The Anne Frank poster for a performance by the Peridot Theatre Company was defaced with a swastika. Anne Frank has become a popular figure in death.

People love dead Jews but live ones? Not so much

People Love Dead Jews is one of the more eye-catching titles of the year. But living Jews? Author Dara Horn answers the question this way: “Not so much.”

With five novels to her credit, this latest book – the full title is People Love Dead Jews: Reports from a Haunted Present (Norton) is a collection of 12 essays, some previously published, others original. Horn is a mistress of black humour; her ironic tone is the hallmark of contemporary Jewish writing. Three essays examine the aftermath of attacks on Jewish communities. These attacks provoked deep-seated fears in the author that being Jewish is no safer than it ever was and that surprisingly America is not “the home of the free” for Our People. Media reportage confirms her suspicions. An attack in Jersey City is “explained” as the result of Hassidic Jews priced out of Brooklyn relocating to Jersey City. Apparently Jews are to blame.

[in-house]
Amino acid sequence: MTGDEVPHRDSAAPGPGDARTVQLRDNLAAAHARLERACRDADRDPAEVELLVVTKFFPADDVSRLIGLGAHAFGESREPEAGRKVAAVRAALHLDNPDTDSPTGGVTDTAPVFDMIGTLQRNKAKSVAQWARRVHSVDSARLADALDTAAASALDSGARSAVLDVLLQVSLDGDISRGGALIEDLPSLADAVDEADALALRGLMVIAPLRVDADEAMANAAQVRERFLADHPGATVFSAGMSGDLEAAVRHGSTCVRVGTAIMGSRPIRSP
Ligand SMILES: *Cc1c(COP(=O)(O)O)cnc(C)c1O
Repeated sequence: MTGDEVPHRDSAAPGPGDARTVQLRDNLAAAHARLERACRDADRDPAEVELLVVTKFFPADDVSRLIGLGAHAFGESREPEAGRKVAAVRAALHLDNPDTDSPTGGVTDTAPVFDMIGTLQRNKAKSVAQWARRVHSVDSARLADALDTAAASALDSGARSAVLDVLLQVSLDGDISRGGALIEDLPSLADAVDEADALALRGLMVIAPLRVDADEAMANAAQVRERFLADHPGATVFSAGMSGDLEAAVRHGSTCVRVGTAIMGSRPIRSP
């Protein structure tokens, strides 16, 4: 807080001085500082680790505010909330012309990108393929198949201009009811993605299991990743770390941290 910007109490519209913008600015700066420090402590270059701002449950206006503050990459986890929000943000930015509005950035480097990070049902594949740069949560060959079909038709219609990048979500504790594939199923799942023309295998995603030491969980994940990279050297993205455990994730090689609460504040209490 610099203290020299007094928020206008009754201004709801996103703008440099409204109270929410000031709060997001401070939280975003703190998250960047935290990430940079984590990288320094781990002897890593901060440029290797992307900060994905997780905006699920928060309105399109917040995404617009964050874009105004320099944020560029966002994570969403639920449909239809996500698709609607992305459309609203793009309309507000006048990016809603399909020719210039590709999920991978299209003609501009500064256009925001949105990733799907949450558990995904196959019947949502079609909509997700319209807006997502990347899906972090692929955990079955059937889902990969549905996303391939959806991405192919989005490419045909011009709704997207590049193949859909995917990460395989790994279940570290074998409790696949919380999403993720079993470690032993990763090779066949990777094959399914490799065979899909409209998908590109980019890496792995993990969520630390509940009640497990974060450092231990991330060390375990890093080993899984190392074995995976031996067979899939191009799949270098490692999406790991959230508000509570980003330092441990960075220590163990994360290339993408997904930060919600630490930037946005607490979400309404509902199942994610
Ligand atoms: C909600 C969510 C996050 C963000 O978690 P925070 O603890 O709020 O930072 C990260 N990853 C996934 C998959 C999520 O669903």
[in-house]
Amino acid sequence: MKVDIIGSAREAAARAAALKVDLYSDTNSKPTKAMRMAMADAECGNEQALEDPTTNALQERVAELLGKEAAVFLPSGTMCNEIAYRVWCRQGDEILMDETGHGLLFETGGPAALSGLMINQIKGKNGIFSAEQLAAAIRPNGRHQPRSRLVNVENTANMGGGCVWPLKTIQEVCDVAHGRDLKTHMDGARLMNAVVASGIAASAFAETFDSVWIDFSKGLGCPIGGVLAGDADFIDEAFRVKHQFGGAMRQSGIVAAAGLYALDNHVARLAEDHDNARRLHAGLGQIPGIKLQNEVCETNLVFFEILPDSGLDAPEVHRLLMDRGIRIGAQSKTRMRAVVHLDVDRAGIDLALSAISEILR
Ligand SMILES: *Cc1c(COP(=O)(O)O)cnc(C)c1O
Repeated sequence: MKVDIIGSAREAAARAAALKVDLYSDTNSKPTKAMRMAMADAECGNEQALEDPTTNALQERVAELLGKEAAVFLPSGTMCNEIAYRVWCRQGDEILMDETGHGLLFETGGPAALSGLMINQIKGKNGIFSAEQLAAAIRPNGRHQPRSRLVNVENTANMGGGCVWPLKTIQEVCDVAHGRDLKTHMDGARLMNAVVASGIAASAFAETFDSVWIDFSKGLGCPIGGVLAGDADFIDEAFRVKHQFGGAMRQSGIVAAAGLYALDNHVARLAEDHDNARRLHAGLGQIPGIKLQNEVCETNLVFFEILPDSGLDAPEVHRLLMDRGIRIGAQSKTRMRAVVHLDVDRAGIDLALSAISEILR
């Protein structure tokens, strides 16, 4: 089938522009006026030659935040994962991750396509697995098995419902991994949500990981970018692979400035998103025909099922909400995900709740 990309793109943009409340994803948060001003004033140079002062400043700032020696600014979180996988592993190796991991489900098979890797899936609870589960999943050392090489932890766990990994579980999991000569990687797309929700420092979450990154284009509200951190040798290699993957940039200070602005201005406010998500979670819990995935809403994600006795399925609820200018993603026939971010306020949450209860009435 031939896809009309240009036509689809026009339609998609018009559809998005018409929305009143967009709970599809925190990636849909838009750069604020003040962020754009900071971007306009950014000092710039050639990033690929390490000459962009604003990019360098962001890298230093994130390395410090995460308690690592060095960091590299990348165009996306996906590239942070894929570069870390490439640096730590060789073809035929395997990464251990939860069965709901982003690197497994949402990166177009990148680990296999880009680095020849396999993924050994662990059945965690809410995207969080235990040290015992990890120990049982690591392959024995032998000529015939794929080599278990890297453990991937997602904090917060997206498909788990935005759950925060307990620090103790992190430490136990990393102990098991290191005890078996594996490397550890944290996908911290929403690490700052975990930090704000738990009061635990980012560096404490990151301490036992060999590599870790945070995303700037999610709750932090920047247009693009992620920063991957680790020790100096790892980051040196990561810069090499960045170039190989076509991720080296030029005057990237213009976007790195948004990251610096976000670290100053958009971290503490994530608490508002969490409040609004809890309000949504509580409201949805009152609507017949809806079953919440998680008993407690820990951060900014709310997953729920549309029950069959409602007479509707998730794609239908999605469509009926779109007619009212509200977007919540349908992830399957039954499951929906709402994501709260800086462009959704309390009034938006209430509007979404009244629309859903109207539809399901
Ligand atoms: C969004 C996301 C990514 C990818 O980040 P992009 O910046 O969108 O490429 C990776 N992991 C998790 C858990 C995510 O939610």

In the essay entitled Everyone’s Second Favourite Dead Jew, Anne Frank is a heavily freighted symbol. While her book has sold more than 30 million copies in 70 languages, Horn’s argues we have lost sight of Anne Frank. To her now cliched observation “I still believe despite everything that people are truly good at heart”, Horn replies “three weeks after writing those words, she met people who weren’t”. The diary has become a parable of generalised hope, as if a generosity of spirit is all that’s required for the world to be a better place.

Read the review by Louise Adler in The Australian.